So, anyway, so we see science shows us that when we create that really positive environment, it gives children a developmentally appropriate avenue for trying new foods and exploring foods. On the opposite side, when we have an environment that's very restrictive or directive, where we're telling them they have to eat, they have to clean the plate, they have to try this, etc. We find those children essentially rebelling against them. And they start associating that experience with that food. So, a vegetable very often becomes that experience that they've had that that's been very unpleasant.
So, I'd be remiss if I didn't talk just a minute about ... Family style meal, because that is certainly a component of your eating environment that you are providing meals in a family style. I will, of course, acknowledge that for my Head Start programs you're no longer required to do this but encouraged. However, you've always been encouraged if you're child care or family child care Head Start programs through the Caring for Our Children standards and through your CACFP meal patterns, if you are reimbursed through those requirements, they've always encouraged family style meals as well. Though, they have not been required. So, if you're doing this, these are general logistics that I just want to make sure we cover here. And then we'll talk a little bit about what it means, because I find that most programs do these things on this slide. They're able to check these boxes. They feel very manageable and implementable.
It's the environment and organizing an environment that's very positive that acknowledges our own kind of experiences that is the tricky part, of course. So, we have to make sure that kids are involved, that hopefully our preschoolers for sure are washing and setting the table, bringing food to the table, passing or sharing food and able to clean up. Our toddlers, of course, it gets a little bit hairier. And your teachers or other staff will be able to determine the level of involvement based on developmental achievement for our toddlers.
And adult modeling, and this is really a hard one, too. I find that most programs struggle with some aspect of adult modeling. Hopefully you have at least one adult, and I want to be careful that I'm not saying teacher here, because if you are hopefully offering your classroom staff a break during the day, often it is during mealtime so you could have any other staff doing this.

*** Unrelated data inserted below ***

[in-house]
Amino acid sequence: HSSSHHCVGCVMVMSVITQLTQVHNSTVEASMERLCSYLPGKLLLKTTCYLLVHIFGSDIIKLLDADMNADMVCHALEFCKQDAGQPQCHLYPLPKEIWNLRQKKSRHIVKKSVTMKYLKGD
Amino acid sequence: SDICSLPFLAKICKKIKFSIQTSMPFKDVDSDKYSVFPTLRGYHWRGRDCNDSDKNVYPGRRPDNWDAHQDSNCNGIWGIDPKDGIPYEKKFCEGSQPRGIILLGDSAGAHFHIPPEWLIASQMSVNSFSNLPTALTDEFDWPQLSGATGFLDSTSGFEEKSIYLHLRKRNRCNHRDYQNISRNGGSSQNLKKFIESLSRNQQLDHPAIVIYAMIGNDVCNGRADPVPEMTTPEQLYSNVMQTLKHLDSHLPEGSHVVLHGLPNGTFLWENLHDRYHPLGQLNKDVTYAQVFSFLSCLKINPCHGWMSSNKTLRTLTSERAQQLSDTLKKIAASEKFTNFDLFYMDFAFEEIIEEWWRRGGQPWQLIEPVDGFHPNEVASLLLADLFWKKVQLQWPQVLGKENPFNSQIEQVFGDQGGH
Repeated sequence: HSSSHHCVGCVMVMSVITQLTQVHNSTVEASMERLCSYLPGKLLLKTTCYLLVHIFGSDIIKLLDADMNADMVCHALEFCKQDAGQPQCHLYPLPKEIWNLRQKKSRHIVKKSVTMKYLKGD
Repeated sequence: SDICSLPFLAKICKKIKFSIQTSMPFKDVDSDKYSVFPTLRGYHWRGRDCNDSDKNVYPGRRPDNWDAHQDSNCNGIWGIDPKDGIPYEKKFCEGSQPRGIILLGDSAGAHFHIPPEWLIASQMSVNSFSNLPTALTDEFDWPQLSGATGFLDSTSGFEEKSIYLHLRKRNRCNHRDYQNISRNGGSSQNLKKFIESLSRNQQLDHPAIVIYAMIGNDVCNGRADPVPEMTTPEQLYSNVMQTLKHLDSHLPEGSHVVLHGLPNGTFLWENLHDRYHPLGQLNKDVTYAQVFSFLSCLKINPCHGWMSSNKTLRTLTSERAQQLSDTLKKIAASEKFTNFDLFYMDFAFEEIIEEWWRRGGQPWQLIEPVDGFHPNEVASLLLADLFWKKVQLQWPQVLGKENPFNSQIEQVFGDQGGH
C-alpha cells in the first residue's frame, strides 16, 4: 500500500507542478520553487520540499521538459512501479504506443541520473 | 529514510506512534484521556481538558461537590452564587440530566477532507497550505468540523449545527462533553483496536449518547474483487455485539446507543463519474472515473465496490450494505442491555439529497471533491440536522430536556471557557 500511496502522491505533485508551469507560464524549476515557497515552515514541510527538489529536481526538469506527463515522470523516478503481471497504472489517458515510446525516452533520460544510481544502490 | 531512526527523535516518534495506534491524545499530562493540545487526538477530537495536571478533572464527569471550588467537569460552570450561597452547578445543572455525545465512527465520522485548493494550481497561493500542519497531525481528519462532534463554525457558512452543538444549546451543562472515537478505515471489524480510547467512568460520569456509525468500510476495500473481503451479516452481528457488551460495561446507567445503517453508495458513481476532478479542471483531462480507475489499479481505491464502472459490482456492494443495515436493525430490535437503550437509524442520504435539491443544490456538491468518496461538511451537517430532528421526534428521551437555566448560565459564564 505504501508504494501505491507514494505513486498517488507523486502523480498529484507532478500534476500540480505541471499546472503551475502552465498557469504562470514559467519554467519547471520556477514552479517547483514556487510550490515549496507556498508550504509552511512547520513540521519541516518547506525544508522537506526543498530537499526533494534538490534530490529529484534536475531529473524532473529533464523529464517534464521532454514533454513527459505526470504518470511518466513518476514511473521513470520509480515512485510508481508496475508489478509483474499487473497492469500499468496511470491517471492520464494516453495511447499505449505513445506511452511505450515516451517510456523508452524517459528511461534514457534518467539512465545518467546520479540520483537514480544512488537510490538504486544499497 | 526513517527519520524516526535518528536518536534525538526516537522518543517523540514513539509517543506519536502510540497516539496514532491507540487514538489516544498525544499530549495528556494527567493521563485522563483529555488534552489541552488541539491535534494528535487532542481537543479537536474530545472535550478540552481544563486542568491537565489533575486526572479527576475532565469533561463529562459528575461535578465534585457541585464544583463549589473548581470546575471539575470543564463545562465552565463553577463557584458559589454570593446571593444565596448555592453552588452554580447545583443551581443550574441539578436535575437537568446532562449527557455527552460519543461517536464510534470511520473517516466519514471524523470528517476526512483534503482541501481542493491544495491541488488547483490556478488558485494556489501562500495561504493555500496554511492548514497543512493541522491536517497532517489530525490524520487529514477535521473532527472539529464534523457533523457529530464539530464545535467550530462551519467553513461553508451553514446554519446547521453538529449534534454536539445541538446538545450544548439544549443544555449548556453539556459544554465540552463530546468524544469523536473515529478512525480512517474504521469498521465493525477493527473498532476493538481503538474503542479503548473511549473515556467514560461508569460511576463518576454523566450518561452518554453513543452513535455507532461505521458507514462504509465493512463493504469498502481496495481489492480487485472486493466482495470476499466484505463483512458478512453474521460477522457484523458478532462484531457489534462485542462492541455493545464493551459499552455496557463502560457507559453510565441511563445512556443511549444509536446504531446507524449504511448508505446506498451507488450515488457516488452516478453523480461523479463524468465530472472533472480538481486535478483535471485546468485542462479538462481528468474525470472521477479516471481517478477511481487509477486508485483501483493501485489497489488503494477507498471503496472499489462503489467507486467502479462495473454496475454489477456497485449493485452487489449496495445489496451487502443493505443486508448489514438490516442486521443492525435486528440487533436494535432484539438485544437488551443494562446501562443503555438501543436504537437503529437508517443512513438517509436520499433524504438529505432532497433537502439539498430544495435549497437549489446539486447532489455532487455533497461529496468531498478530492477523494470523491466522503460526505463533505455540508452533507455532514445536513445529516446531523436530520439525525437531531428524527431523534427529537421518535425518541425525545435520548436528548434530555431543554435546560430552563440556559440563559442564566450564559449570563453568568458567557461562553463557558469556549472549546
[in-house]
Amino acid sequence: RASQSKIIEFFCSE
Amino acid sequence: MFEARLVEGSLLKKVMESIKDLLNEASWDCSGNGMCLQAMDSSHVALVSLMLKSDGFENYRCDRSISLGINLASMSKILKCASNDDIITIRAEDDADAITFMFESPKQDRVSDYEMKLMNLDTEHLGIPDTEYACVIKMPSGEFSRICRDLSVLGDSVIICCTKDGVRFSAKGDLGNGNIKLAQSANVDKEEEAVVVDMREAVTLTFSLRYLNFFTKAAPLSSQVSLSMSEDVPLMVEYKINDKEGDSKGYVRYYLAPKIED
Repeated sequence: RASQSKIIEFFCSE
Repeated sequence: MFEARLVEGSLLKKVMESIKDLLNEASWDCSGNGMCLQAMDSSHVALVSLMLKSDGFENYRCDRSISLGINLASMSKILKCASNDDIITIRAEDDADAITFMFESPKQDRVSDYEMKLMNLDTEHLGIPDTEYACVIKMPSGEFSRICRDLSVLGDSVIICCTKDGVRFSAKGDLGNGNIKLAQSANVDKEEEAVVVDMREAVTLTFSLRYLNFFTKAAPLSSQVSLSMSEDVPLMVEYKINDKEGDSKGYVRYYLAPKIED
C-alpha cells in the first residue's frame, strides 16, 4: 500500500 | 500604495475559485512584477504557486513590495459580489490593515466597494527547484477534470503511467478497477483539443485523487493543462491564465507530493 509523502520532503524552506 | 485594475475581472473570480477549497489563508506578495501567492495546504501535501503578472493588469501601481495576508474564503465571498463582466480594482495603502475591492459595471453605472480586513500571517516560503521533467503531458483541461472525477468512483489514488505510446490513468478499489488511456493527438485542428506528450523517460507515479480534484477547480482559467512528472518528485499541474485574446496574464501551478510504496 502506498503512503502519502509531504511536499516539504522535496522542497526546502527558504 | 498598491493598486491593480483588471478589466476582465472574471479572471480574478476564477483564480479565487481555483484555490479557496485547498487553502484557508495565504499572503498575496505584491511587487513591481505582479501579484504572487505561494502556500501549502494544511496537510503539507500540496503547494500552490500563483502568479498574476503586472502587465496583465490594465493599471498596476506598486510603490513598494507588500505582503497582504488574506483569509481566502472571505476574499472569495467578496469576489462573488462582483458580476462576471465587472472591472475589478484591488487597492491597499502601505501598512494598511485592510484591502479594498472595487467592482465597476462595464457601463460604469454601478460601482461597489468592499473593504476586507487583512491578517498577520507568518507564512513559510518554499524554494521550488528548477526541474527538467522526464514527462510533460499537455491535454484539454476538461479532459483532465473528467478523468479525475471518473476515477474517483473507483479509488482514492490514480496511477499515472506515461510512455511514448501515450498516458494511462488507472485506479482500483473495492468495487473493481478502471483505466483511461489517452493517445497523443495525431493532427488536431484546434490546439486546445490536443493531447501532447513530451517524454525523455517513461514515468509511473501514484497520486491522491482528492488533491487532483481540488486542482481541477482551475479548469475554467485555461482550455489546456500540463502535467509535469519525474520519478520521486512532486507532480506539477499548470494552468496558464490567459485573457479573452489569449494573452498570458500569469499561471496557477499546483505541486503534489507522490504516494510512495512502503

And sitting, preferably eating the same foods with the children. So, no outside drinks, leaving our phones, and we're modeling some of those behaviors. So, we're trying the food that staff may or may not like, which can be really challenging, asking adults to do this.
And I know it ended up being a common problem that surfaced when we had the meal pattern changes a couple of years ago. A lot of it surfaced around adult modeling, some of these changes as well, and there were feelings about these healthier menus. And we've already talked about this one, children choose whether to eat, what to eat, how much to eat. And hopefully, you're using child sized serving bowls, plates, and utensils, one other mechanism for children to visualize an appropriate serving size for them. I'm sorry. One second. Sorry. Just had a little technical issue. But I'm back now, so hopefully ...
We're talking about child- sized serving bowls, plates, and utensils so children can visualize an appropriate serving for them, and staff as well. That if we're using plates that are too big or bowls that are too big, that it's very hard for adults to cue up an appropriate serving size. And along with that, we're using measuring cups that would also be indicative of a serving for toddlers and preschoolers, so quarter cup or a half a cup. So, Sheryl has shared a comment here. "When I know a child is a picky eater, I only put one to three pieces of food on their plate so they can have the success of eating." And I think it's a great idea, Sheryl. Thank you for sharing. It's always easier to have manageable amounts for a young child, that we're not
pressuring them to try something that seems insurmountable. So, that's a wonderful suggestion, so keep them coming. Thanks for sharing. I have a question here, "How does that affect CACFP practices." If you're talking about the small amounts. So, we'll just go ahead and talk about it here.
So, programs have often had the question around, "How do I let a child choose whether or not they're going to eat and which foods they're going to eat and still get reimbursed on meal pattern?" And that's why I think someone here, I'd have to scroll up, but someone had mentioned the, "Thank you bite." There's also the two bite club, where every child is encouraged to put the food on their plate, but they're not forced to eat. And that's how often programs are able to balance those two concerns. That we're not forcing young children to try something but recognizing the reimbursement need for food that you've already prepared.